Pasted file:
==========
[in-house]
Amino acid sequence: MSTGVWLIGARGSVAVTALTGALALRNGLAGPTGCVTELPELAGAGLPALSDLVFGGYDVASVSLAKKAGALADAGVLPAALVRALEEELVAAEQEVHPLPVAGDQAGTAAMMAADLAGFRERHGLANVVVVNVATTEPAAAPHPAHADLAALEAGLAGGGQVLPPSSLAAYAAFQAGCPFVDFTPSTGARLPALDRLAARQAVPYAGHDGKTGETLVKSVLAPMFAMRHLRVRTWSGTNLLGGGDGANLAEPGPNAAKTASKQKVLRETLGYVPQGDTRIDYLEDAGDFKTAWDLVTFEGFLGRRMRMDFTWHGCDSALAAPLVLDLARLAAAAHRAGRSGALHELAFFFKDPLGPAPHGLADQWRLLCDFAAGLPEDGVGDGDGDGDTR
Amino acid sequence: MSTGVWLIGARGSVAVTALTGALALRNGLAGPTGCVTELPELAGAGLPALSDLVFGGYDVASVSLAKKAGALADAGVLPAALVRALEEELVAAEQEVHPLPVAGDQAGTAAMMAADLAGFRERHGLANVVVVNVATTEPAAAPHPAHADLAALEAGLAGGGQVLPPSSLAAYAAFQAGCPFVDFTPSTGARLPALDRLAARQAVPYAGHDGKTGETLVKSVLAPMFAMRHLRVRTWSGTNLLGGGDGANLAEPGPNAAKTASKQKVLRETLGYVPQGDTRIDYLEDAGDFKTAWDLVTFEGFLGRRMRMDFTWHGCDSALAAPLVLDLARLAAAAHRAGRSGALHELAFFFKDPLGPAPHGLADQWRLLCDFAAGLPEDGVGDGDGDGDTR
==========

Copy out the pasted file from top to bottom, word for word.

[in-house]
Amino acid sequence: MSTGVWLIGARGSVAVTALTGALALRNGLAGPTGCVTELPELAGAGLPALSDLVFGGYDVASVSLAKKAGALADAGVLPAALVRALEEELVAAEQEVHPLPVAGDQAGTAAMMAADLAGFRERHGLANVVVVNVATTEPAAAPHPAHADLAALEAGLAGGGQVLPPSSLAAYAAFQAGCPFVDFTPSTGARLPALDRLAARQAVPYAGHDGKTGETLVKSVLAPMFAMRHLRVRTWSGTNLLGGGDGANLAEPGPNAAKTASKQKVLRETLGYVPQGDTRIDYLEDAGDFKTAWDLVTFEGFLGRRMRMDFTWHGCDSALAAPLVLDLARLAAAAHRAGRSGALHELAFFFKDPLGPAPHGLADQWRLLCDFAAGLPEDGVGDGDGDGDTR
Amino acid sequence: MSTGVWLIGARGSVAVTALTGALALRNGLAGPTGCVTELPELAGAGLPALSDLVFGGYDVASVSLAKKAGALADAGVLPAALVRALEEELVAAEQEVHPLPVAGDQAGTAAMMAADLAGFRERHGLANVVVVNVATTEPAAAPHPAHADLAALEAGLAGGGQVLPPSSLAAYAAFQAGCPFVDFTPSTGARLPALDRLAARQAVPYAGHDGKTGETLVKSVLAPMFAMRHLRVRTWSGTNLLGGGDGANLAEPGPNAAKTASKQKVLRETLGYVPQGDTRIDYLEDAGDFKTAWDLVTFEGFLGRRMRMDFTWHGCDSALAAPLVLDLARLAAAAHRAGRSGALHELAFFFKDPLGPAPHGLADQWRLLCDFAAGLPEDGVGDGDGDGDTR